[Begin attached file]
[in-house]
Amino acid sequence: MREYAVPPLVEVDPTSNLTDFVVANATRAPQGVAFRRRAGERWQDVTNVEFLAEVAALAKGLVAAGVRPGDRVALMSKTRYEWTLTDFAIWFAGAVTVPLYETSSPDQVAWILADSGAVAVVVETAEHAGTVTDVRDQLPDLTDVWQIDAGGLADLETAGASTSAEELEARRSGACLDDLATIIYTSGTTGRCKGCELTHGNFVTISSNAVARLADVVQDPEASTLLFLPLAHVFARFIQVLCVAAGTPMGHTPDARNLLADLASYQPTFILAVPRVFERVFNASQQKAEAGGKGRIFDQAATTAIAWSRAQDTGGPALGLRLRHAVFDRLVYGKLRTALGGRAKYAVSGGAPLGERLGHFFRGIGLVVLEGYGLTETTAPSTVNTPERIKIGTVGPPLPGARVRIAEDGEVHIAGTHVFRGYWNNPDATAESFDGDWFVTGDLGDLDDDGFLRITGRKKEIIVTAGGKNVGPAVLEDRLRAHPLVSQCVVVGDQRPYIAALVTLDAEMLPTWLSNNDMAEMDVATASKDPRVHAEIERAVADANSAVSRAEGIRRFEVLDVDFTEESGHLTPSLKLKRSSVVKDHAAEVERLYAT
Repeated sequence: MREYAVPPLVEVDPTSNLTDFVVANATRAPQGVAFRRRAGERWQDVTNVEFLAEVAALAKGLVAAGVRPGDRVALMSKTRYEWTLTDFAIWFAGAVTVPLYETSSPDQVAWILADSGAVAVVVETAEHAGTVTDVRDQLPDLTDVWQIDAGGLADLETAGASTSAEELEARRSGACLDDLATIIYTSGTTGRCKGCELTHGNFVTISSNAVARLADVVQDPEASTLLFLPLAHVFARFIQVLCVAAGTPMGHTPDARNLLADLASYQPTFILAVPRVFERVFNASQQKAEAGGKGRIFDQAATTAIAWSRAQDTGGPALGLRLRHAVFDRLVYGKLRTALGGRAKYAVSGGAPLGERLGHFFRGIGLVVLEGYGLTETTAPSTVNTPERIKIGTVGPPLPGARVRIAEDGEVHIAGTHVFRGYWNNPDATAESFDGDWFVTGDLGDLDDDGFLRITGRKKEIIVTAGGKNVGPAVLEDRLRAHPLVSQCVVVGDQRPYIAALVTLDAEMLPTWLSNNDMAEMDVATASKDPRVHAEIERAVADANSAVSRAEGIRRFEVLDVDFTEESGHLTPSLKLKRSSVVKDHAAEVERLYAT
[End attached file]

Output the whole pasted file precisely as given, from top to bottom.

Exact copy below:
[in-house]
Amino acid sequence: MREYAVPPLVEVDPTSNLTDFVVANATRAPQGVAFRRRAGERWQDVTNVEFLAEVAALAKGLVAAGVRPGDRVALMSKTRYEWTLTDFAIWFAGAVTVPLYETSSPDQVAWILADSGAVAVVVETAEHAGTVTDVRDQLPDLTDVWQIDAGGLADLETAGASTSAEELEARRSGACLDDLATIIYTSGTTGRCKGCELTHGNFVTISSNAVARLADVVQDPEASTLLFLPLAHVFARFIQVLCVAAGTPMGHTPDARNLLADLASYQPTFILAVPRVFERVFNASQQKAEAGGKGRIFDQAATTAIAWSRAQDTGGPALGLRLRHAVFDRLVYGKLRTALGGRAKYAVSGGAPLGERLGHFFRGIGLVVLEGYGLTETTAPSTVNTPERIKIGTVGPPLPGARVRIAEDGEVHIAGTHVFRGYWNNPDATAESFDGDWFVTGDLGDLDDDGFLRITGRKKEIIVTAGGKNVGPAVLEDRLRAHPLVSQCVVVGDQRPYIAALVTLDAEMLPTWLSNNDMAEMDVATASKDPRVHAEIERAVADANSAVSRAEGIRRFEVLDVDFTEESGHLTPSLKLKRSSVVKDHAAEVERLYAT
Repeated sequence: MREYAVPPLVEVDPTSNLTDFVVANATRAPQGVAFRRRAGERWQDVTNVEFLAEVAALAKGLVAAGVRPGDRVALMSKTRYEWTLTDFAIWFAGAVTVPLYETSSPDQVAWILADSGAVAVVVETAEHAGTVTDVRDQLPDLTDVWQIDAGGLADLETAGASTSAEELEARRSGACLDDLATIIYTSGTTGRCKGCELTHGNFVTISSNAVARLADVVQDPEASTLLFLPLAHVFARFIQVLCVAAGTPMGHTPDARNLLADLASYQPTFILAVPRVFERVFNASQQKAEAGGKGRIFDQAATTAIAWSRAQDTGGPALGLRLRHAVFDRLVYGKLRTALGGRAKYAVSGGAPLGERLGHFFRGIGLVVLEGYGLTETTAPSTVNTPERIKIGTVGPPLPGARVRIAEDGEVHIAGTHVFRGYWNNPDATAESFDGDWFVTGDLGDLDDDGFLRITGRKKEIIVTAGGKNVGPAVLEDRLRAHPLVSQCVVVGDQRPYIAALVTLDAEMLPTWLSNNDMAEMDVATASKDPRVHAEIERAVADANSAVSRAEGIRRFEVLDVDFTEESGHLTPSLKLKRSSVVKDHAAEVERLYAT